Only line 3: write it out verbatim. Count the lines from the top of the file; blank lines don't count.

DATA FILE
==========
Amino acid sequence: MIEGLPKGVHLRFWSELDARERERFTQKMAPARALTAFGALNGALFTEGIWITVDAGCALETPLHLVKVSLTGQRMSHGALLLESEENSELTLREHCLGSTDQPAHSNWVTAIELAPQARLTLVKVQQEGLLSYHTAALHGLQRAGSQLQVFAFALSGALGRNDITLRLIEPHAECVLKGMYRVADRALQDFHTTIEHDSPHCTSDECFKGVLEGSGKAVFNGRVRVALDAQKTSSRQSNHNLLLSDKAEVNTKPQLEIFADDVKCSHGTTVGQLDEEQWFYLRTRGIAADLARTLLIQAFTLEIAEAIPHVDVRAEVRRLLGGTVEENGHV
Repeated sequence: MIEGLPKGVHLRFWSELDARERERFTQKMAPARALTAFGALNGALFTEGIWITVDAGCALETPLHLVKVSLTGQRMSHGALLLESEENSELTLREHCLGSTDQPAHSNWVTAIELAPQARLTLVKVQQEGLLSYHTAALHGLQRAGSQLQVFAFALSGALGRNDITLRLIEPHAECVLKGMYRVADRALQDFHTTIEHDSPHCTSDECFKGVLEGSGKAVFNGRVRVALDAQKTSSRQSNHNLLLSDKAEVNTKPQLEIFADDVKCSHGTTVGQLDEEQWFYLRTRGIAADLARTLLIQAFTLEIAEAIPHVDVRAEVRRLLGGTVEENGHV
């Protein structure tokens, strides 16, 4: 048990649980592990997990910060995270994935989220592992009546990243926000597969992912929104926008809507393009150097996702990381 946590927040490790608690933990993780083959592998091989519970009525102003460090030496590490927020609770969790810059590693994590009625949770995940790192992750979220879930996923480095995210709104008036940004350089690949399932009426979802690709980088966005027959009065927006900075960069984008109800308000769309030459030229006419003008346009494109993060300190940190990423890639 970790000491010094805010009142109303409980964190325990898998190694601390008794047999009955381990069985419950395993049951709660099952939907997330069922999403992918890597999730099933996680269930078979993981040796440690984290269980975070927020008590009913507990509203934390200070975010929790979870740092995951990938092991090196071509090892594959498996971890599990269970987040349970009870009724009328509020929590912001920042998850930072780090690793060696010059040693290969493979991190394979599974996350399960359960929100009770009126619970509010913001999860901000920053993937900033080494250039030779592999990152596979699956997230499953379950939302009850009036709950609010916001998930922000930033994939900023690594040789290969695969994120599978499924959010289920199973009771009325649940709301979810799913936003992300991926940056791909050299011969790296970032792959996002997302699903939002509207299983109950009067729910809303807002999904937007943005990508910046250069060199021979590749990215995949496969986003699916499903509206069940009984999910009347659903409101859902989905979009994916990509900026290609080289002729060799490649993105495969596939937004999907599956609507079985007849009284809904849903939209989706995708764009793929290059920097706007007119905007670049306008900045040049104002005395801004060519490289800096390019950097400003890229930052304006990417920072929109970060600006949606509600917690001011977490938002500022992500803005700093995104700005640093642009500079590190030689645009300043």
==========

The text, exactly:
């Protein structure tokens, strides 16, 4: 048990649980592990997990910060995270994935989220592992009546990243926000597969992912929104926008809507393009150097996702990381 946590927040490790608690933990993780083959592998091989519970009525102003460090030496590490927020609770969790810059590693994590009625949770995940790192992750979220879930996923480095995210709104008036940004350089690949399932009426979802690709980088966005027959009065927006900075960069984008109800308000769309030459030229006419003008346009494109993060300190940190990423890639 970790000491010094805010009142109303409980964190325990898998190694601390008794047999009955381990069985419950395993049951709660099952939907997330069922999403992918890597999730099933996680269930078979993981040796440690984290269980975070927020008590009913507990509203934390200070975010929790979870740092995951990938092991090196071509090892594959498996971890599990269970987040349970009870009724009328509020929590912001920042998850930072780090690793060696010059040693290969493979991190394979599974996350399960359960929100009770009126619970509010913001999860901000920053993937900033080494250039030779592999990152596979699956997230499953379950939302009850009036709950609010916001998930922000930033994939900023690594040789290969695969994120599978499924959010289920199973009771009325649940709301979810799913936003992300991926940056791909050299011969790296970032792959996002997302699903939002509207299983109950009067729910809303807002999904937007943005990508910046250069060199021979590749990215995949496969986003699916499903509206069940009984999910009347659903409101859902989905979009994916990509900026290609080289002729060799490649993105495969596939937004999907599956609507079985007849009284809904849903939209989706995708764009793929290059920097706007007119905007670049306008900045040049104002005395801004060519490289800096390019950097400003890229930052304006990417920072929109970060600006949606509600917690001011977490938002500022992500803005700093995104700005640093642009500079590190030689645009300043």